Gov2.0 and the Policy Analyst – Resistance is Not Futile?
Dissertation Proposal Discussion Draft
A Preliminary Outline for a Proposed Research Design
Gov2.0 has emerged in recent years as a particular implementation of e-gov, built on the framework and technologies of Web2.0, such as weblogs and microblogs (e.g., Twitter), wikis (e.g., Wikipedia), social networking (e.g., Facebook) and social tagging (e.g., Delicious). Gov2.0 is defined here as instances where Web2.0 approaches and technologies are applied to public-sector governance, administrative, service-delivery and policy–making functions.
Gov2.0 has a lot of hype attached to it. But is it transformative? That is, does the implementation of Gov2.0 cause significant change in activities of government and governance processes? The proposed research project examines the effect on public policy analysis settings from deploying collaborative information and communication technologies in new ways – specifically whether new Gov2.0 collaboration modes represent transformational technologies in the context of policy development. We have a long experience with the application of computer technology in government settings, but questions continue to arise and the questions themselves have changed: from an era of e-government a decade ago when the questions were principally managerial and technical, the issue is now framed in terms of new Gov2.0 technologies and whether the technology can transform the nature of policy work.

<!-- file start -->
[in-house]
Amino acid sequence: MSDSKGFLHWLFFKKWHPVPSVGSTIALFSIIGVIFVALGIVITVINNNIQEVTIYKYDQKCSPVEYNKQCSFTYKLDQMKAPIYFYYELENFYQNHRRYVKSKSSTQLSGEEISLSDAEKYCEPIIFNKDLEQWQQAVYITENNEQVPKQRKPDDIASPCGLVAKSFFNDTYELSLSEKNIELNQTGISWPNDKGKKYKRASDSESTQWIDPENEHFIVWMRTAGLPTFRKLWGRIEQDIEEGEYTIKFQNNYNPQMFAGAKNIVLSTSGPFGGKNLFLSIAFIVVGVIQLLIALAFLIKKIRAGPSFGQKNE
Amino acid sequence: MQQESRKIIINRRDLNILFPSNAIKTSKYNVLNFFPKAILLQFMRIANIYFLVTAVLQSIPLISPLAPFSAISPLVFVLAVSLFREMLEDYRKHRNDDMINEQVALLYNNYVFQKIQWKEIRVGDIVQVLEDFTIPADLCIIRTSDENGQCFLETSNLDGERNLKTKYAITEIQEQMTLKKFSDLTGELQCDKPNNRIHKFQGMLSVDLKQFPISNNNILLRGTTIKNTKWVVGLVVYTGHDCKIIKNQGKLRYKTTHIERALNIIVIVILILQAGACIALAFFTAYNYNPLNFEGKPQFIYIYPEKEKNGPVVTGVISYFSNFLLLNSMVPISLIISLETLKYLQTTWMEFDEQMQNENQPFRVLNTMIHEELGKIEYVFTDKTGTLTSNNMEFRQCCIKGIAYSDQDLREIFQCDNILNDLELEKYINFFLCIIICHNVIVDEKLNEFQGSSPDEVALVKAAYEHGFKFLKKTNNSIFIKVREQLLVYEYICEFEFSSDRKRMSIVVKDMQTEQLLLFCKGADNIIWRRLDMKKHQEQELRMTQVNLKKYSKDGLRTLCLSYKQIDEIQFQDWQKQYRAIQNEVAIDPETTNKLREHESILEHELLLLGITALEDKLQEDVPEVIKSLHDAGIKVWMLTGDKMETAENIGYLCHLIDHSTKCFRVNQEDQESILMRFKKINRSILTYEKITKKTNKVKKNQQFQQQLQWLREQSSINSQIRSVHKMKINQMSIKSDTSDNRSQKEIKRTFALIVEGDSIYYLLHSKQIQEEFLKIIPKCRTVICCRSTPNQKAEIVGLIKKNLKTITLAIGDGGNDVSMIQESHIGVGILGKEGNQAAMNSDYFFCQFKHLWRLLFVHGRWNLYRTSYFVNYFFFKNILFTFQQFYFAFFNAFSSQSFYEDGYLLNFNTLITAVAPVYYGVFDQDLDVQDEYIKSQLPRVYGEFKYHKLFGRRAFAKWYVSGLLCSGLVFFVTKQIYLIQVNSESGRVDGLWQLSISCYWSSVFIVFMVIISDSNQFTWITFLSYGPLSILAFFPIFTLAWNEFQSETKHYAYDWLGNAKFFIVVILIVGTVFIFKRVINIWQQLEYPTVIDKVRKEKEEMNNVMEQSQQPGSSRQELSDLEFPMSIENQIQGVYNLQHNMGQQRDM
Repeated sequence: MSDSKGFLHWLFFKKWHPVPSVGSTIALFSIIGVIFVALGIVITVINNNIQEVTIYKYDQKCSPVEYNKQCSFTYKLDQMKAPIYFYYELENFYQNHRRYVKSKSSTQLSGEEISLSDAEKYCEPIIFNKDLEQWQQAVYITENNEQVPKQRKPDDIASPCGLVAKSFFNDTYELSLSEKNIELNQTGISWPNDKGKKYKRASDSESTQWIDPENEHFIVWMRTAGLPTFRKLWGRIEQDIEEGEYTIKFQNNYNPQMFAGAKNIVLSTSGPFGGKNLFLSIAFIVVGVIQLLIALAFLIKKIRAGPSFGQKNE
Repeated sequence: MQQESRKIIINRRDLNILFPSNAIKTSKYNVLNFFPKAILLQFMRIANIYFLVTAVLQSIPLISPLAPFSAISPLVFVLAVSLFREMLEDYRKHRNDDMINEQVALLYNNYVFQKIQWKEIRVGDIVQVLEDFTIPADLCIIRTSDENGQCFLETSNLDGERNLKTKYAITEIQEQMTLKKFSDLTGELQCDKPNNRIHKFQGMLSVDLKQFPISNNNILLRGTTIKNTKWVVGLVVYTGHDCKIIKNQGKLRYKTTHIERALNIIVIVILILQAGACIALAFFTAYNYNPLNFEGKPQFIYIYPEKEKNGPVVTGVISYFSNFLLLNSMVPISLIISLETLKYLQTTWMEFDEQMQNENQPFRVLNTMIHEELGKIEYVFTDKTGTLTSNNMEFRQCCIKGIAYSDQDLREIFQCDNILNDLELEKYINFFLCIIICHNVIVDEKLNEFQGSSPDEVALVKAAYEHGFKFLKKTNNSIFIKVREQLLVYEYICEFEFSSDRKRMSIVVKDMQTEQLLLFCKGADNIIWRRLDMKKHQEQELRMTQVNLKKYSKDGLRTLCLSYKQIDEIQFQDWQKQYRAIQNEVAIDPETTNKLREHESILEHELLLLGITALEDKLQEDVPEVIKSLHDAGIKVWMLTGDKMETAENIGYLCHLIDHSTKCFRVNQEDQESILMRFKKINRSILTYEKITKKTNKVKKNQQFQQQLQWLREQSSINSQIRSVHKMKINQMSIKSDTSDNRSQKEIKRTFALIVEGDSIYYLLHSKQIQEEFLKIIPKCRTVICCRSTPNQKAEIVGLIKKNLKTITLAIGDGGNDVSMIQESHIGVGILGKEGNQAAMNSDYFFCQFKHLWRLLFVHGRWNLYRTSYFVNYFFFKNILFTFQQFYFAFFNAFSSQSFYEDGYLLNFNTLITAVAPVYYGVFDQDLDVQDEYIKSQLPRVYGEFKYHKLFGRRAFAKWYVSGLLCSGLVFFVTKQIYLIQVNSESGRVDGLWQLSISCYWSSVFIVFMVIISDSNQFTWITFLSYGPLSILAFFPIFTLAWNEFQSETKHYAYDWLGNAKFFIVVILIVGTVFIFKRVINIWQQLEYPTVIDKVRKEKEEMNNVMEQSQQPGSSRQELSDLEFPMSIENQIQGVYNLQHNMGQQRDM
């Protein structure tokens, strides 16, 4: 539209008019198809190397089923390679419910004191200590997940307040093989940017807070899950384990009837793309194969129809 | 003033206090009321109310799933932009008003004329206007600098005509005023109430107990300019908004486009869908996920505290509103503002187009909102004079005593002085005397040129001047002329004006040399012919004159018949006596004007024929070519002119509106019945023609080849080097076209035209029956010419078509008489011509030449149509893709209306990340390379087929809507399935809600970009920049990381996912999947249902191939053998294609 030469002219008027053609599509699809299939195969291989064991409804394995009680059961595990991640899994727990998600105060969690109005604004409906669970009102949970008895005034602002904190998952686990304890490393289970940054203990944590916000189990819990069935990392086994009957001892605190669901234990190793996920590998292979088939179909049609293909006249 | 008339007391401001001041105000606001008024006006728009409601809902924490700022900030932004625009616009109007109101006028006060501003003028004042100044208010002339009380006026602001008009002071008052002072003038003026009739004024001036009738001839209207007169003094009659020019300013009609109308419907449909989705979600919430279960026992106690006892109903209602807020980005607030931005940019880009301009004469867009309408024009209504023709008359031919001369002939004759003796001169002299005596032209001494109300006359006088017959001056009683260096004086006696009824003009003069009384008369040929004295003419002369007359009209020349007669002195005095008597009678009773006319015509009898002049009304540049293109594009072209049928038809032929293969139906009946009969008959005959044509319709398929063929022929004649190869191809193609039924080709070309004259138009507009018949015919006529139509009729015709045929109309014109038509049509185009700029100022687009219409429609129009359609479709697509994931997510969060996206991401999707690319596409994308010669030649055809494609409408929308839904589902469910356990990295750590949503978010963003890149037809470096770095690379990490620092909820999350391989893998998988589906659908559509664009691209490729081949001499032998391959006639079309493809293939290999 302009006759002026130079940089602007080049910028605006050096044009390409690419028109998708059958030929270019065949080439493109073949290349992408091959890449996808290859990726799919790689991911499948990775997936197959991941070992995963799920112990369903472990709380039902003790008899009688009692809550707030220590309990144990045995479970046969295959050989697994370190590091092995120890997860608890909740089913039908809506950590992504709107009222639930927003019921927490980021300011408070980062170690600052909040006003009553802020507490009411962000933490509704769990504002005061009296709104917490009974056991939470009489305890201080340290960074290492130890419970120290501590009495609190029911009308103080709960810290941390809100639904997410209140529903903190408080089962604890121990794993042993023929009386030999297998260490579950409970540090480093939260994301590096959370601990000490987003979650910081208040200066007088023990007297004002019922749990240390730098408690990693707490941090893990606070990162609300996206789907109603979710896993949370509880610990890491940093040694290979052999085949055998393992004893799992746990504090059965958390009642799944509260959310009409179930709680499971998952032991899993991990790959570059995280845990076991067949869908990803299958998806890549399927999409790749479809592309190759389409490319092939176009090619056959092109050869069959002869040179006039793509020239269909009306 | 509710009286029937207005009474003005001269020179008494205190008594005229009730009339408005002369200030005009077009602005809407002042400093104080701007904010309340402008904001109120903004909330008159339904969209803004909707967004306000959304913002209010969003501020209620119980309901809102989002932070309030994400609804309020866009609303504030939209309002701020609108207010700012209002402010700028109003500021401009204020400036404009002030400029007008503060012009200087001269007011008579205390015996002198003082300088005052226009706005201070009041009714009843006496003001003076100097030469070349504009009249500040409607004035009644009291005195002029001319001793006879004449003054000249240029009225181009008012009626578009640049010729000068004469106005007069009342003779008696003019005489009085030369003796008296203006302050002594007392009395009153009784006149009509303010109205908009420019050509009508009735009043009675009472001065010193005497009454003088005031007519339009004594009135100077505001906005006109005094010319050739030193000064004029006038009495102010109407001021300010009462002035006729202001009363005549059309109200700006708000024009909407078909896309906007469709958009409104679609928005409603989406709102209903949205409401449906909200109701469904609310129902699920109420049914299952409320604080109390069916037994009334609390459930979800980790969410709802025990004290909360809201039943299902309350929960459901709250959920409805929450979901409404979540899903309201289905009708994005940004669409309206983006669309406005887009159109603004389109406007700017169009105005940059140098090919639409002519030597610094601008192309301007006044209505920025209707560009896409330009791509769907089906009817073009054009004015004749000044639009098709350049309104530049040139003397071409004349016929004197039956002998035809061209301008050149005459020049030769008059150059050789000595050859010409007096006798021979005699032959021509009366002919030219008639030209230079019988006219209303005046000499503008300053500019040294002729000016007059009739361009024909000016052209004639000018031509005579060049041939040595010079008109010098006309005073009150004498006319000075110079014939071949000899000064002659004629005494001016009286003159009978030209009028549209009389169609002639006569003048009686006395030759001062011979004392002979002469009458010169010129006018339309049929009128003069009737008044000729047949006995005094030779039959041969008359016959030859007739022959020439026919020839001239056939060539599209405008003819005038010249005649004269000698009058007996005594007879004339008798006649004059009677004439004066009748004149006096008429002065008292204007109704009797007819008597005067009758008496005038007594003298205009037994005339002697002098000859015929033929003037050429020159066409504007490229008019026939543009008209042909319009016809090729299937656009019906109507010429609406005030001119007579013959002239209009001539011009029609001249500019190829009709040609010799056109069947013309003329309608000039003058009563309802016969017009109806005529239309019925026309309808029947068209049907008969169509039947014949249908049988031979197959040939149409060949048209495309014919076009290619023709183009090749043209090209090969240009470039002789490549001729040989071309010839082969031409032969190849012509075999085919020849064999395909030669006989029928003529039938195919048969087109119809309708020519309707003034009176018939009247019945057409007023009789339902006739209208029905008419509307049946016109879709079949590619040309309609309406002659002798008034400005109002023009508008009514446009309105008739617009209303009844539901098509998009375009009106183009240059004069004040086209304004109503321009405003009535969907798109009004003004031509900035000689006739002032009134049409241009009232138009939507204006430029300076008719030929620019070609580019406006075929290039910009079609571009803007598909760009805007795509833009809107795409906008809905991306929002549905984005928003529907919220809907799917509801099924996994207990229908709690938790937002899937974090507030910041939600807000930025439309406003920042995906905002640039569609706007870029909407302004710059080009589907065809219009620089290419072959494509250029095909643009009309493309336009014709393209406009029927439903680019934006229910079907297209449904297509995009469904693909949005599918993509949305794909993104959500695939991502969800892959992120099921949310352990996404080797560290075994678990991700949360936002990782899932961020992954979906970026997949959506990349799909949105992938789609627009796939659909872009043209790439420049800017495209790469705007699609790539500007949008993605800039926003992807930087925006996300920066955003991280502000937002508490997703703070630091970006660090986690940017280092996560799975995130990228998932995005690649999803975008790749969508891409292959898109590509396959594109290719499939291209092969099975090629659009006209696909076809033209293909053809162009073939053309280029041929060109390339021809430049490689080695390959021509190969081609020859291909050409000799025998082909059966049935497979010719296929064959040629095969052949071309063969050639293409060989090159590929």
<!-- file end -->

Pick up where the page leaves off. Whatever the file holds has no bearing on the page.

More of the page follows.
Ho do you actually go about creating a theory? While struggling with this question in a practical sense, I remembered Henry Mintzberg. Somewhere along the way, I learned about his dissertation and first book (The Nature of Managerial Work) in which he revolutionized the theory of what managers do. I remember being struck by the simplicity of his research design: “I will follow senior executives around for a while and see what they actually do.” Okay, what he actually said was: “I sought to develop by the process of induction a statement of managerial work … using a method called “structured observation”. “Structured observation”; it sounds so simple. Like Yogi Berra said: “you can observe a lot just by watching.” But the simplicity and understatement with which Mintzberg described his research does not begin to describe the intensity of his observation and record keeping, the categorizing and re-categorizing, the analysis and interpretation that pointed towards the concluded work.
At an early stage in my dissertation work, I was confronted with the problem of what it meant to do a theoretical dissertation. All the methods courses I had taken prior to my comprehensive exams focussed on the design and implementation of a quantitative (or qualitative) methodology aimed at testing a theory. In the case of my proposed dissertation work, my research design envisaged a controlled experiment in which test participants would be exposed to one form of briefing instrument (either text-based briefings or ICT-based briefings); following which their support for following the recommended course of action would be measured. If it could be demonstrated that the individuals in one group were persuaded to accept the recommendation more than in the other group, I could state that that form of briefing instrument was more effective than the other.